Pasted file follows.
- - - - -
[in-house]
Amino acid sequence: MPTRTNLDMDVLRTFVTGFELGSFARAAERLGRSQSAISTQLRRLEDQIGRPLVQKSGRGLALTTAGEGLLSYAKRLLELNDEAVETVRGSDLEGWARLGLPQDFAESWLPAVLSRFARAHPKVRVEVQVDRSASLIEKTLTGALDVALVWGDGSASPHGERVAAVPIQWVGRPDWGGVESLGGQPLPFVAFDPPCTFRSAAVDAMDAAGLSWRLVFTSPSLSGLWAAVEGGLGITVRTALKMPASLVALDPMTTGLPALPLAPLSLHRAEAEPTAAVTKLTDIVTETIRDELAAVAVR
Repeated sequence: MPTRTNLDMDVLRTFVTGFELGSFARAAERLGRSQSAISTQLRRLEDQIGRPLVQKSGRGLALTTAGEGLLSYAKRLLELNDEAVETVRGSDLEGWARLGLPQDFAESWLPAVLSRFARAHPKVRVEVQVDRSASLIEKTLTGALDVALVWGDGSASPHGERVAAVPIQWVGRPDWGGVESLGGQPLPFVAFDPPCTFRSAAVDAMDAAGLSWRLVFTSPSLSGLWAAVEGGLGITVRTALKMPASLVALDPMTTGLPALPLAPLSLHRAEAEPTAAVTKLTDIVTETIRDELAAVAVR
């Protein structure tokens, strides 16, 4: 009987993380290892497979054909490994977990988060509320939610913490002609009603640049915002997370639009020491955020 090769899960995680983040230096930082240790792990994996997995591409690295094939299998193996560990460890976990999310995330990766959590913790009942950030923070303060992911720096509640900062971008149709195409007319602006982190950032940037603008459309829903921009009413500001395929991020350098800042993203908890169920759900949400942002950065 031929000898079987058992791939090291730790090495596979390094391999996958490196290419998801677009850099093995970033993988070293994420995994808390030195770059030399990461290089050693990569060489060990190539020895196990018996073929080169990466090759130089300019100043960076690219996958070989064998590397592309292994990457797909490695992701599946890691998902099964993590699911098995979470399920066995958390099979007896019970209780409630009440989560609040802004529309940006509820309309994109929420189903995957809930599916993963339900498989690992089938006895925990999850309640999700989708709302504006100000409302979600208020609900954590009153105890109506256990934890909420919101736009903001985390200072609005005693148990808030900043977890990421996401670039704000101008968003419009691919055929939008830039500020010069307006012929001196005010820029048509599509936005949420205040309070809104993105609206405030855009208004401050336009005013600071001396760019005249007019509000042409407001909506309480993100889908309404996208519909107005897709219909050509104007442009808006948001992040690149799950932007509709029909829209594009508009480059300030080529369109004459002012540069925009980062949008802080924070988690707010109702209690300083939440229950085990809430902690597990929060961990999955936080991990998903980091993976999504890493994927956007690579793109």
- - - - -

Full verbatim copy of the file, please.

[in-house]
Amino acid sequence: MPTRTNLDMDVLRTFVTGFELGSFARAAERLGRSQSAISTQLRRLEDQIGRPLVQKSGRGLALTTAGEGLLSYAKRLLELNDEAVETVRGSDLEGWARLGLPQDFAESWLPAVLSRFARAHPKVRVEVQVDRSASLIEKTLTGALDVALVWGDGSASPHGERVAAVPIQWVGRPDWGGVESLGGQPLPFVAFDPPCTFRSAAVDAMDAAGLSWRLVFTSPSLSGLWAAVEGGLGITVRTALKMPASLVALDPMTTGLPALPLAPLSLHRAEAEPTAAVTKLTDIVTETIRDELAAVAVR
Repeated sequence: MPTRTNLDMDVLRTFVTGFELGSFARAAERLGRSQSAISTQLRRLEDQIGRPLVQKSGRGLALTTAGEGLLSYAKRLLELNDEAVETVRGSDLEGWARLGLPQDFAESWLPAVLSRFARAHPKVRVEVQVDRSASLIEKTLTGALDVALVWGDGSASPHGERVAAVPIQWVGRPDWGGVESLGGQPLPFVAFDPPCTFRSAAVDAMDAAGLSWRLVFTSPSLSGLWAAVEGGLGITVRTALKMPASLVALDPMTTGLPALPLAPLSLHRAEAEPTAAVTKLTDIVTETIRDELAAVAVR
């Protein structure tokens, strides 16, 4: 009987993380290892497979054909490994977990988060509320939610913490002609009603640049915002997370639009020491955020 090769899960995680983040230096930082240790792990994996997995591409690295094939299998193996560990460890976990999310995330990766959590913790009942950030923070303060992911720096509640900062971008149709195409007319602006982190950032940037603008459309829903921009009413500001395929991020350098800042993203908890169920759900949400942002950065 031929000898079987058992791939090291730790090495596979390094391999996958490196290419998801677009850099093995970033993988070293994420995994808390030195770059030399990461290089050693990569060489060990190539020895196990018996073929080169990466090759130089300019100043960076690219996958070989064998590397592309292994990457797909490695992701599946890691998902099964993590699911098995979470399920066995958390099979007896019970209780409630009440989560609040802004529309940006509820309309994109929420189903995957809930599916993963339900498989690992089938006895925990999850309640999700989708709302504006100000409302979600208020609900954590009153105890109506256990934890909420919101736009903001985390200072609005005693148990808030900043977890990421996401670039704000101008968003419009691919055929939008830039500020010069307006012929001196005010820029048509599509936005949420205040309070809104993105609206405030855009208004401050336009005013600071001396760019005249007019509000042409407001909506309480993100889908309404996208519909107005897709219909050509104007442009808006948001992040690149799950932007509709029909829209594009508009480059300030080529369109004459002012540069925009980062949008802080924070988690707010109702209690300083939440229950085990809430902690597990929060961990999955936080991990998903980091993976999504890493994927956007690579793109």